Predicting which drugs will get the approval from the FDA and also generate significant sales is not an easy task. Sometimes, drugs look promising but are not approved by the FDA. Other times, the drugs are given the green light but don’t have as big of an impact on the bottom line of pharmaceutical companies. Nevertheless, it’s important to be on the lookout for promising new drugs that can change the lives of people for the better.
Barrons.com has chosen five promising drugs for 2016, just as they did last year. These drugs meet a certain set of criteria which include regulatory approval from the FDA, anticipated annual sales of $1 billion and the ability to advance the treatment of a serious disease.
5 Promising Drugs Just Approved
Let’s dig into five drugs to put on your radar. These unavailable medications may be hitting the shelves of your nearest pharmacy sooner than you think!
This drug comes from Roche Holding and is intended to treat the symptoms of multiple sclerosis. The condition affects 2.3 million people worldwide, and there are already a number of drugs available. Unfortunately, 15 percent of the MS population has a more severe form of the disease.
Ocrelizumab may be a game changer for these individuals. According to data released in October, the drug showed a 24 percent reduction in the progression of MS.
If all goes well, the drug is expected to generate $3 billion in sales by 2020. As of now, the drug has been given an expedited review process, and a final decision is planned to be made by the end of the year.
Lifitegrast is a treatment for dry-eye syndrome and comes from the pharmaceutical company Shire. Nearly 25 million people suffer with the syndrome, and critics say that the popular drug Restasis is only mildly effective.
The highlight to Lifitegrast is that it reduces inflammation. However, the FDA rejected the drug in October, stating that it needed more clinical-trial data. Shire complied and has since sent the FDA new Phase 3 study data that documented a significant improvement in patients.
Sales for the dry-eye treatment may reach $1 billion by 2020, according to one source from SunTrust Robinson Humphrey. The final decision will be made by the FDA this summer.
Atopic dermatitis is a form of eczema. While it’s not fatal, it surely is uncomfortable and unsightly to have. It affects roughly 25 million Americans, and there aren’t many effective medications on the market.
Crisaborole is made by Anacor Pharmaceuticals. The skin ointment is designed to block certain enzymes that play a role in inflammation. According to data released in July, the drug showed improvement in 30 percent of patients with mild-to-moderate atopic dermatitis.
If approved, it’s believed that crisaborole will reach $2 billion in sales.
Another drug from Roche Holding, Atezolizumab could be the first new treatment for bladder cancer since the late 1990s. Atezolizumab is an intravenous drug that helps the immune system attack tumors by blocking certain proteins on cancer cells.
According to recent data, the drug shrank tumors by 27 percent in bladder cancer patients. The medication is also being tested on liver cancer patients to see if it will have the same effect.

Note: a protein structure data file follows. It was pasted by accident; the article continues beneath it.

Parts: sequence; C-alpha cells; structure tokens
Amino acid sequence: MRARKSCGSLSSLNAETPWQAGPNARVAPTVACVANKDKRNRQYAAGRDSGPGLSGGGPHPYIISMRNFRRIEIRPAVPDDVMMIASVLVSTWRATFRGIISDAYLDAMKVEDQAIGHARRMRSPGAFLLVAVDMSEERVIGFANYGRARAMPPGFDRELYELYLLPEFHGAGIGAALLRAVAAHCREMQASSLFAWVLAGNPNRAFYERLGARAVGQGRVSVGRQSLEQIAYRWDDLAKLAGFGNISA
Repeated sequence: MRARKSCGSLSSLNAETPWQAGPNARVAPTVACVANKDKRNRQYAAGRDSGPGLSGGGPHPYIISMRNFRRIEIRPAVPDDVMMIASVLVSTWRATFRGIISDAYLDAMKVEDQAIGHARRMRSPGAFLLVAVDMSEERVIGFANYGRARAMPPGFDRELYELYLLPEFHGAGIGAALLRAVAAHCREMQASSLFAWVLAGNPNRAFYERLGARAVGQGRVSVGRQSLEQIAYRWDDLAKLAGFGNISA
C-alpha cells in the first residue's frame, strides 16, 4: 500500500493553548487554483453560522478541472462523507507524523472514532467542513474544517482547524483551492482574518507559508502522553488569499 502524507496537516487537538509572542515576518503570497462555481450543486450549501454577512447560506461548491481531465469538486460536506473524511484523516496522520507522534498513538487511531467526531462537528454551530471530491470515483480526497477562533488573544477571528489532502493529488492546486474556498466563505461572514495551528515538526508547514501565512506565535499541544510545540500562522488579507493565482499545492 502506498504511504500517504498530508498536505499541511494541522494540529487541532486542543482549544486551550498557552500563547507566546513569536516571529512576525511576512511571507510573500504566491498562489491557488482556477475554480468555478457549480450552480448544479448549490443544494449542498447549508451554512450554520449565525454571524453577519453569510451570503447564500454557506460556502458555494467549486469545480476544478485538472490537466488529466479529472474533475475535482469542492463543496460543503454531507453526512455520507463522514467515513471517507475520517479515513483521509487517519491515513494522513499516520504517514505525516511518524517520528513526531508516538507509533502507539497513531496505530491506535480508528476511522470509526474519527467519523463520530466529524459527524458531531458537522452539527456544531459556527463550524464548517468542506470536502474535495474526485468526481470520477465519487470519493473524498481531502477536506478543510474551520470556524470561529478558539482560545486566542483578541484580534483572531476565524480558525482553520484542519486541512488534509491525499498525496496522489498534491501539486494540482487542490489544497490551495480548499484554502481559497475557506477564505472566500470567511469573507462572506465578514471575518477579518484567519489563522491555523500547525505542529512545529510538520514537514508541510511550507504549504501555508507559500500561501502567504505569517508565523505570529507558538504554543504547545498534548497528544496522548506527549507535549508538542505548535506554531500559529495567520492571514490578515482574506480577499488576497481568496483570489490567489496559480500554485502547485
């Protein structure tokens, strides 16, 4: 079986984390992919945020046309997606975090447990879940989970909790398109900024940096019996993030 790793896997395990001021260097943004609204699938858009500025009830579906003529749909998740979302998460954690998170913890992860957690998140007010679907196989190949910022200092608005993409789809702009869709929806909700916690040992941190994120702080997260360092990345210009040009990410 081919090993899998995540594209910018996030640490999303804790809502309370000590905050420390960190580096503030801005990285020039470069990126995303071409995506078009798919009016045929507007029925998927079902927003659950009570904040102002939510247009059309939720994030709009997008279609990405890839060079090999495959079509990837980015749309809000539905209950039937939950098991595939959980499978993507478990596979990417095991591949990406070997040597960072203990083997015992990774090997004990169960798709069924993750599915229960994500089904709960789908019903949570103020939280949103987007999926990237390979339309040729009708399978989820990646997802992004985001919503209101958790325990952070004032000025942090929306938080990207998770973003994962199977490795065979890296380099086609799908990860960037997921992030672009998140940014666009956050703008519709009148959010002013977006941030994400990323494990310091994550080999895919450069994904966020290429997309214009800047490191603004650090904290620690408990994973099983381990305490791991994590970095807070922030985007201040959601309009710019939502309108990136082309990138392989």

The FDA is supposed to have a final decision later in the year. With approval, Atezolizumab is anticipated to have sales at $2.6 billion by 2020.
The final drug to make the list is Remsima, a drug that is similar to Remicade and designed to treat arthritis. Remsima comes from Korean drugmaker Celltrion and its partner Pfizer. Together, they are working to develop cheaper versions of expensive drugs.
Remsima is the first of its kind, and it’s expected to cost 20 to 30 percent less than Remicade, which is made by Johnson & Johnson. However, J&J has since sued Celltrion in federal court, so things are probably going to be much slower than anticipated. Even if the drug is offered, questions remain about the effectiveness of cheaper versions of popular drugs.
Medications are necessary for many individuals, particularly those living with chronic conditions. That said, it’s important for people to explore holistic and natural remedies when possible.
Alternative treatments can be extremely effective at relieving certain symptoms and helping people to live more comfortably. They can also carry less side effects, which is an important consideration since many of today’s drugs have short- and long-term effects that need to be considered.
If you are interested in leading a healthier lifestyle, discover how our compounding services are different. Compounding RX USA is committed to offering specialty pharmaceutical drugs in addition to natural remedies. We want our patients to find treatments that are most effective but also have the least amount of side effects. Call us today to learn more about our convenience, value and service!
Chief Operating Officer, The Compounding Pharmacy of America
Matthew Poteet, Pharm.D. graduated with Honors from Lee University with a Bachelors of Science in Biological Science. After his undergraduate training, he completed the Doctor of Pharmacy program at Mercer University Southern School of Pharmacy, graduating in 2004. Dr. Poteet has spent much of his pharmacy career on staff at two of the most prestigious academic teaching hospitals in the Southeast; Emory University in Atlanta and Vanderbilt University Medical Center in Nashville. At these institutions he received extensive experience and training in sterile products compounding.
He returned home to East Tennessee in 2010, where he has held the position of Pharmacy Director at two sterile products pharmacies in Knoxville. Matthew lives in Knoxville with his wife, Chris. Dr. Poteet is Tennessee’s first Board Certified Anti-Aging Pharmacist by the American Academy of Anti-Aging Medicine.